In its bi-annual Internet Security Threat Report (PDF), antivirus vendor Symantec says that it had identified over 1.1 million malicious code threats by the end of the 2007—and that almost two thirds of them were created during 2007. Symantec attributes the rapid rise in the number of malware programs to attackers’ explosive introductions of new Trojan programs, which pretend to be something useful or interesting while secretively installing spyware, key loggers, or taking over a user’s computer.
Malware writers typically spin out hundreds of variants on their programs to evade antivirus packages, and often the initial Trojans are just “beachheads” designed to download additional malware once installed. Thus, malware writers only have to modify their initial attack vectors, and can recycle their real payloads across many different programs.
Symantec says the increase in new threats during 2007 also reflects a growing professionalism among malware developers, and the sophistication of organizations employing them. “It is vital that end users and enterprises maintain the most current antivirus definitions to protect against the high quantity of rapidly launched new malicious code threats,” Symantec wrote.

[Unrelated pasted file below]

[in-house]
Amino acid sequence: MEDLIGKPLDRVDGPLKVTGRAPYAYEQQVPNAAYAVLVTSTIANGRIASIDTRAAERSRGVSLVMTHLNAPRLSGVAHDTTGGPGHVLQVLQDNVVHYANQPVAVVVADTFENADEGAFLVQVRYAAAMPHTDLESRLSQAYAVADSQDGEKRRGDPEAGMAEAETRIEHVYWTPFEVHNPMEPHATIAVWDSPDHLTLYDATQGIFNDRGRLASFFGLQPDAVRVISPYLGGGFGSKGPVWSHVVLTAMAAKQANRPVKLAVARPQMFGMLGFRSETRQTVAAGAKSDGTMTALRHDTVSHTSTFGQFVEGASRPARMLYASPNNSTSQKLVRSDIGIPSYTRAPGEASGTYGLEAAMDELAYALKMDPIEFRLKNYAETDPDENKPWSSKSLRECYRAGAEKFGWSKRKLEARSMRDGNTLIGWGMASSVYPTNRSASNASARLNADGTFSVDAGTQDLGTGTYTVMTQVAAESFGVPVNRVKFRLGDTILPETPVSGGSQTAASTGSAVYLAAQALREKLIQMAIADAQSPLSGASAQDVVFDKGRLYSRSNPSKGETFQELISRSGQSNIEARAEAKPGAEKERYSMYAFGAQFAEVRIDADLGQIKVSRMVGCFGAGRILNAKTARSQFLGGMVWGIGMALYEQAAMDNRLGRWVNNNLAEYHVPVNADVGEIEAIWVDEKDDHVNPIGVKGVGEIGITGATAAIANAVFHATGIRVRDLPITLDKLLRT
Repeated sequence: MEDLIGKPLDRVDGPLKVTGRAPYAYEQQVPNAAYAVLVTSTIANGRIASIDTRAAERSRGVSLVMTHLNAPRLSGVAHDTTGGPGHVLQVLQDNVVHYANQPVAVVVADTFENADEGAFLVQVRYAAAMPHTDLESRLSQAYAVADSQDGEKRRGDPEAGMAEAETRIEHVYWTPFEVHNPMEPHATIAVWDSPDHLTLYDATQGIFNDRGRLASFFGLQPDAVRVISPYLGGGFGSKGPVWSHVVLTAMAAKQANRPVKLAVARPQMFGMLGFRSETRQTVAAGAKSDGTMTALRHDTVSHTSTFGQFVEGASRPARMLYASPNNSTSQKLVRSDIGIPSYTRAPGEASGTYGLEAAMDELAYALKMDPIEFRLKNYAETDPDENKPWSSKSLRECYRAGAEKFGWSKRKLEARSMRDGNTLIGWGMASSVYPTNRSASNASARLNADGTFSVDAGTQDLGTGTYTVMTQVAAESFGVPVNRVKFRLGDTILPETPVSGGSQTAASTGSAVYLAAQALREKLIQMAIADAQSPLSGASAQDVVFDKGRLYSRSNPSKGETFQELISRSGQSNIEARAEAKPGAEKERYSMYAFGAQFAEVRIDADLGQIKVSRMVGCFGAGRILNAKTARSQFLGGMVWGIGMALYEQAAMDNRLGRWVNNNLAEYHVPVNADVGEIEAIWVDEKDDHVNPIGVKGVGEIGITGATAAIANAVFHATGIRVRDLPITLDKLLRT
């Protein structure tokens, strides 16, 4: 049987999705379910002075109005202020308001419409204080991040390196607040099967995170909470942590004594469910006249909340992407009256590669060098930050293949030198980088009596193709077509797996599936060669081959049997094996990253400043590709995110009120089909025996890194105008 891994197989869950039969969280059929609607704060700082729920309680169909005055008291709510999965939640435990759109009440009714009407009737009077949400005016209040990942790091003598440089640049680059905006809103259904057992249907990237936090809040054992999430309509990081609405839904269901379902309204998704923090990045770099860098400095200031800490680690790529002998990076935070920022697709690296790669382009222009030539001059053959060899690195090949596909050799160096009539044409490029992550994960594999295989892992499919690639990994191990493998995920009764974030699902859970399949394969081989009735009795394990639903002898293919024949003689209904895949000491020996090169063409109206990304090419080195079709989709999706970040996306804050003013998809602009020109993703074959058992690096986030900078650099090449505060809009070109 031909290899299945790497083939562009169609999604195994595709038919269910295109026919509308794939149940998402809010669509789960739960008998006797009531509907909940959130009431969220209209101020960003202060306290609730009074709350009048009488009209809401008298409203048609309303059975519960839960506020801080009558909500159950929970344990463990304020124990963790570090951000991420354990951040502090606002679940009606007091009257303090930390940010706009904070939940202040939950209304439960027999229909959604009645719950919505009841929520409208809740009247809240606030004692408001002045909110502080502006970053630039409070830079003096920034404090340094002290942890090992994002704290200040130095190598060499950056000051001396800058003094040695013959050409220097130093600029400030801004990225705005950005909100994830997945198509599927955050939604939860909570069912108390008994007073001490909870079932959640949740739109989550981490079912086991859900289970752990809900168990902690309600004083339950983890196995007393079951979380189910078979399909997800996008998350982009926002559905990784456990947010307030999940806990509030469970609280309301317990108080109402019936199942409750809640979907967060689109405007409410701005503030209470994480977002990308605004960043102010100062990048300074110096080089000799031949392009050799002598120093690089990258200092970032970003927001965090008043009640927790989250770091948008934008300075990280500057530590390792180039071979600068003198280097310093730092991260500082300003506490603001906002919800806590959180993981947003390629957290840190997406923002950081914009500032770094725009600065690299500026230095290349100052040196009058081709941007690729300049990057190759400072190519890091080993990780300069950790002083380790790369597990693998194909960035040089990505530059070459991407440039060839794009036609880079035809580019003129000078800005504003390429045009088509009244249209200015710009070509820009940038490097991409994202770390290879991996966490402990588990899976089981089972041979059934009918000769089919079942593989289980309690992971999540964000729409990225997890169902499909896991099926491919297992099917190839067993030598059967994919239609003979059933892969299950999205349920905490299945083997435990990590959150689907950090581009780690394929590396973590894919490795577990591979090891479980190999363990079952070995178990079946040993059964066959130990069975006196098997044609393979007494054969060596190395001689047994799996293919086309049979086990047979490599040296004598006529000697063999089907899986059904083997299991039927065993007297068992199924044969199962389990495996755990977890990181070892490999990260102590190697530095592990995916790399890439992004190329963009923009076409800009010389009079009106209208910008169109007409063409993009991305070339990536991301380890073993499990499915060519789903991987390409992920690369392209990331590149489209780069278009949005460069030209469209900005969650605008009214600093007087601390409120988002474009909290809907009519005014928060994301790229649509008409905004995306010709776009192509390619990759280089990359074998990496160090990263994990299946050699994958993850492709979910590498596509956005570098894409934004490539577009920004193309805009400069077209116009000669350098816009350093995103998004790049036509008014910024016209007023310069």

Needless to say, the vast majority of new threats target Microsoft Windows and widely distributed Windows applications. However, Symantec also noted an increase in attacks and exploitation of zero-day vulnerabilities in regionalized programs, particularly in the Chinese and Japanese markets. Where attackers still go after common applications like Internet Explorer and Microsoft Office, they’re also targeting applicaitons like ustSystem Ichitaro, Lhaz, GlobalLink, SSReader Ultra Star Reader, and Xunlei’s Web Thunder.
Symantec also found that the United States accounted for 31 percent of all malicious activity during the second half of 2007 (up a bit from 30 percent in the first half of the year) and the U.S. was the origin of 24 percent of online attacks during the second half of the year. The U.S. also had the most bot-infected computers (14 percent of the world’s total), and the U.S. remained the top country for hosting known “underground economy” servers, accounting for 22 percent of the world’s total. However, computers with IP addresses registered to Italy’s Telecom Italia accounted for six percent of all malicious activity in the world, Madrid ranked as the city with the most bot-infected computers per capita (accounting for 3 percent of the world’s total), and Peru had the highest proportion of malicious activity per broadband subscriber.
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